Having customers who are also Facebook fans are more valuable to retailers than those shoppers who aren't as social media savvy, new research finds.

A study by researchers at the University at Buffalo, Texas A&M University and Aalto University in Finland revealed proof that customers who engage with a business through social media contribute more to the bottom line than those who don't.

Ashish Kumar, the study's lead author assistant professor of marketing at Aalto University, said researchers discovered that shoppers who are active on a business' social media site contribute 5.6 percent more revenue and visit the business about 5 percent more than customers who don't participate on social media.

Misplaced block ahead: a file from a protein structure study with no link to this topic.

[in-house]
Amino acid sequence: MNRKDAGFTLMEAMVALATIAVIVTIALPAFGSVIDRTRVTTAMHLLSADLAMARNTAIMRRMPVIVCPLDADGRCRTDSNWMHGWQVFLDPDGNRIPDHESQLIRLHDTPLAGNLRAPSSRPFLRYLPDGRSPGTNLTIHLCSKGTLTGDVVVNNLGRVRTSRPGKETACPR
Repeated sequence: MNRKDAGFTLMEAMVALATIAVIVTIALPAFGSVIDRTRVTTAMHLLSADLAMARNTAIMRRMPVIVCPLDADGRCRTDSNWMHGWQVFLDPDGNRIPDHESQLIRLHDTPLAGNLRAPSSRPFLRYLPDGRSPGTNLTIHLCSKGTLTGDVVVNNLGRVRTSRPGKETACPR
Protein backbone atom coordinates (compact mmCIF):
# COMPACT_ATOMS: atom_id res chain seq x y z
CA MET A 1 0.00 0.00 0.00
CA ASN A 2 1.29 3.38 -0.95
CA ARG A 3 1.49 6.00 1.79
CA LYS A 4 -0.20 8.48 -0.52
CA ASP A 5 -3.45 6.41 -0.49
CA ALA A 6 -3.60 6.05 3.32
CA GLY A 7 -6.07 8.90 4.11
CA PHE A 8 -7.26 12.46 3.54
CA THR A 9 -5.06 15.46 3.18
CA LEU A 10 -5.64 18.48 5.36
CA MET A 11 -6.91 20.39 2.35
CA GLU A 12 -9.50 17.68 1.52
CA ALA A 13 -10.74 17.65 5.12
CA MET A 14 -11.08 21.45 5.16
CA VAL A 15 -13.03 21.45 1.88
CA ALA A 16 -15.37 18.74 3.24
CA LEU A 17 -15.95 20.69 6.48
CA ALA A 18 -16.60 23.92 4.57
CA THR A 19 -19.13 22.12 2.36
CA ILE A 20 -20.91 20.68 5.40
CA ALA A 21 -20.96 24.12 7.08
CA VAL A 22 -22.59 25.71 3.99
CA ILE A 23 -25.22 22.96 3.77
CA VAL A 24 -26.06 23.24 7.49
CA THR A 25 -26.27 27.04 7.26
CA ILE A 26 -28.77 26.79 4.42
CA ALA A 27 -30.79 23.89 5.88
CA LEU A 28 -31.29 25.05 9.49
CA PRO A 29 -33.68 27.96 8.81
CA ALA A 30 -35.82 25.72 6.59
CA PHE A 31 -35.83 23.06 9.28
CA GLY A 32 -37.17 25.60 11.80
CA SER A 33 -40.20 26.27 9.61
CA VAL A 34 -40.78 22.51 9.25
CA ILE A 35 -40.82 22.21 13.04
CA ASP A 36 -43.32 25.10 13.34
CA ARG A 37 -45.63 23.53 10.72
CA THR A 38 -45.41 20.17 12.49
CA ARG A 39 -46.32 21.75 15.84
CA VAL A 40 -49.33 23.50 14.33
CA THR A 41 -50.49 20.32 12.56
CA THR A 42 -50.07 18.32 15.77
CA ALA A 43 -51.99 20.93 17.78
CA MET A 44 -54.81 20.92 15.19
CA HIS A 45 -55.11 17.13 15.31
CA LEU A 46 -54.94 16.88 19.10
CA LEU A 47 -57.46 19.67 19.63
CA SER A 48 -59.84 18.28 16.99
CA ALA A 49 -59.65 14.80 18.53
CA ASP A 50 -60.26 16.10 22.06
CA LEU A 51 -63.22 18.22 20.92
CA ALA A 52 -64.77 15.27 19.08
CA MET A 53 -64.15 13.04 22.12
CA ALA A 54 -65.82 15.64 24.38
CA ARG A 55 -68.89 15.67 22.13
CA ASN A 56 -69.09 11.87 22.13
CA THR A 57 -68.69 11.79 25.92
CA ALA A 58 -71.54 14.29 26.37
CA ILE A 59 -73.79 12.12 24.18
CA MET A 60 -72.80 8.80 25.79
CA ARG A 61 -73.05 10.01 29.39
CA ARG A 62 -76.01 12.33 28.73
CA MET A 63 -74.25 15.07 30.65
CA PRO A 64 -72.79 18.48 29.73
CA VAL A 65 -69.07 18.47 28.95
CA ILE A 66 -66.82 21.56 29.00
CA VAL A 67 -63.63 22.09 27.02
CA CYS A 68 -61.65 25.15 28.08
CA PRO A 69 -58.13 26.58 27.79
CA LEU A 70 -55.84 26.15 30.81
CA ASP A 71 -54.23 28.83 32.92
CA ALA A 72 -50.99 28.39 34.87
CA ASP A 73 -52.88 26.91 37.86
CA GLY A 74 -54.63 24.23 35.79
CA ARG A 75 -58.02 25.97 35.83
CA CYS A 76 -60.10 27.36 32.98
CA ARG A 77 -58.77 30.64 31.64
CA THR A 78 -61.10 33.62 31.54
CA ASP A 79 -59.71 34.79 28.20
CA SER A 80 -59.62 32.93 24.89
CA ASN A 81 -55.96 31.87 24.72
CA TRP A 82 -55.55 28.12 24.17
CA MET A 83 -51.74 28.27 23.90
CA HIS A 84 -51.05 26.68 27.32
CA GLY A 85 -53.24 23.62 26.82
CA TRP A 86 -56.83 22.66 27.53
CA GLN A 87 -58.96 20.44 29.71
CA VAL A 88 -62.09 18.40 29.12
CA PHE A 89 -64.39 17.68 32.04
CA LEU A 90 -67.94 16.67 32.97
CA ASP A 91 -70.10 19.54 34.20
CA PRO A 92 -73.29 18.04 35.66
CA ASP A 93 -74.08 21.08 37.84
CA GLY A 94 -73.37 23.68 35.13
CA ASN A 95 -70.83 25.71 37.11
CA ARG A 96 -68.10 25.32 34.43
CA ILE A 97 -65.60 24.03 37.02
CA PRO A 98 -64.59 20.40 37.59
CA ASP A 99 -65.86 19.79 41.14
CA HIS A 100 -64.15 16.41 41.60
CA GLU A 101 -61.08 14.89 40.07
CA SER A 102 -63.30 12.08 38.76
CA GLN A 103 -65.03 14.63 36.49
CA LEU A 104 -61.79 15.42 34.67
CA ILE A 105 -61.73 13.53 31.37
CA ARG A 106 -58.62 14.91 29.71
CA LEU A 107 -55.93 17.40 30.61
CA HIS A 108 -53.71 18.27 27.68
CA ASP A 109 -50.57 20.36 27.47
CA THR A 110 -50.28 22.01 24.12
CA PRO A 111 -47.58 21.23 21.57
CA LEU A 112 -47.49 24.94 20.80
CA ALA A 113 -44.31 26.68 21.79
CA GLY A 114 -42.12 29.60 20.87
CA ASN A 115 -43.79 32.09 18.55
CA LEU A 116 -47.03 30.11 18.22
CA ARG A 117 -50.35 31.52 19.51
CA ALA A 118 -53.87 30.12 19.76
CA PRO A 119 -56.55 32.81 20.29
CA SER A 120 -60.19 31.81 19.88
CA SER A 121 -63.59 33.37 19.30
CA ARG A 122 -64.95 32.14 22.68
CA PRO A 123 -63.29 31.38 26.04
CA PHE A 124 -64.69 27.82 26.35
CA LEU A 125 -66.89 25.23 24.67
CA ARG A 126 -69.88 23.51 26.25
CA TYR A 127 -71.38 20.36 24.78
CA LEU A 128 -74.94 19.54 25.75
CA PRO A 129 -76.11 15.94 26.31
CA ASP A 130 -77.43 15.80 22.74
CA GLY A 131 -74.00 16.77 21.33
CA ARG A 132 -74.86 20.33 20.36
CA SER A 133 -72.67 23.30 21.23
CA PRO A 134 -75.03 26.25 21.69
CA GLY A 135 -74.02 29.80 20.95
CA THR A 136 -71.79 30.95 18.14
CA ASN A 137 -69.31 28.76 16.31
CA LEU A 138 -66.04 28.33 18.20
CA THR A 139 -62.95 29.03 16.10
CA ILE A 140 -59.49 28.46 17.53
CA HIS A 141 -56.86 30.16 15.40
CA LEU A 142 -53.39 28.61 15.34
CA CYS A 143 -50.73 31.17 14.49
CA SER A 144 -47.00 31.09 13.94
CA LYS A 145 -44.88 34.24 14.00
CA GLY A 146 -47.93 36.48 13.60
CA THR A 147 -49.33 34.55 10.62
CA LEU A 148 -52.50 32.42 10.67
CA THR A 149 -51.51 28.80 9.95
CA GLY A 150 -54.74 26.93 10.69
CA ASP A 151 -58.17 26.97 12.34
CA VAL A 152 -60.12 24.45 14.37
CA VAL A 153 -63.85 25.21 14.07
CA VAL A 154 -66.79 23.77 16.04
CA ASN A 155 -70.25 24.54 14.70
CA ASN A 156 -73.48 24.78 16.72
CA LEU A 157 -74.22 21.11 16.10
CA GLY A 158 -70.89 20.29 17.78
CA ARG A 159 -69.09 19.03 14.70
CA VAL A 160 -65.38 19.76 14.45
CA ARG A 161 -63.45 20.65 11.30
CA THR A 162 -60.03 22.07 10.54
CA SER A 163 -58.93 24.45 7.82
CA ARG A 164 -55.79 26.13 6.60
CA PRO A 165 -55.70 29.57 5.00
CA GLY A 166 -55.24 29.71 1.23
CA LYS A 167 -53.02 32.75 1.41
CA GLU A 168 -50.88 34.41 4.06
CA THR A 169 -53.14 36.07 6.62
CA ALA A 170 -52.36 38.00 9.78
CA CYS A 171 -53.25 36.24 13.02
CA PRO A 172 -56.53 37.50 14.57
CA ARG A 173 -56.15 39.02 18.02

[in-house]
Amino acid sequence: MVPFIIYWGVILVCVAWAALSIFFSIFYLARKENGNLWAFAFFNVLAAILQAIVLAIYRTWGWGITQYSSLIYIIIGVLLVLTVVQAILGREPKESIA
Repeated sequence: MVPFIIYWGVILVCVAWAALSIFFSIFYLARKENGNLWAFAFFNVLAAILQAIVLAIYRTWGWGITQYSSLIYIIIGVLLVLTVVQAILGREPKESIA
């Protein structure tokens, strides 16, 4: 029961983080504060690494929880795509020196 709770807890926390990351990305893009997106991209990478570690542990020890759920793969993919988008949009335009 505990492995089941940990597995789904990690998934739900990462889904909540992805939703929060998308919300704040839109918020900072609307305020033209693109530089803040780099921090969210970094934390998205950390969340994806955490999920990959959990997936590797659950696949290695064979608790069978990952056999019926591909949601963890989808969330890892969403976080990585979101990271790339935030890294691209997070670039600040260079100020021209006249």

While companies may have questioned whether there was any return on their social media investment, researchers said the study proves that building online communities, personalizing messages and encouraging contributions from online members enhances the customer experience, as well as increases the frequency of social media visits and increases overall sales.

The research shows the keys to social media success include maintaining a user-friendly site, sending regular updates about events, personalizing key messages to customers and encouraging interaction from them.

As a result of the research, the study's authors believe business managers now have a better understanding of the return on their investment in social media and now know there is a direct correlation between social media participation and the number of items a customer buys.

The study, co-authored by Rishika Rishika and Ramkumar Janakiraman from Texas A&M University and Ram Bezawada from the University at Buffalo, was published in the journal Information Systems Research.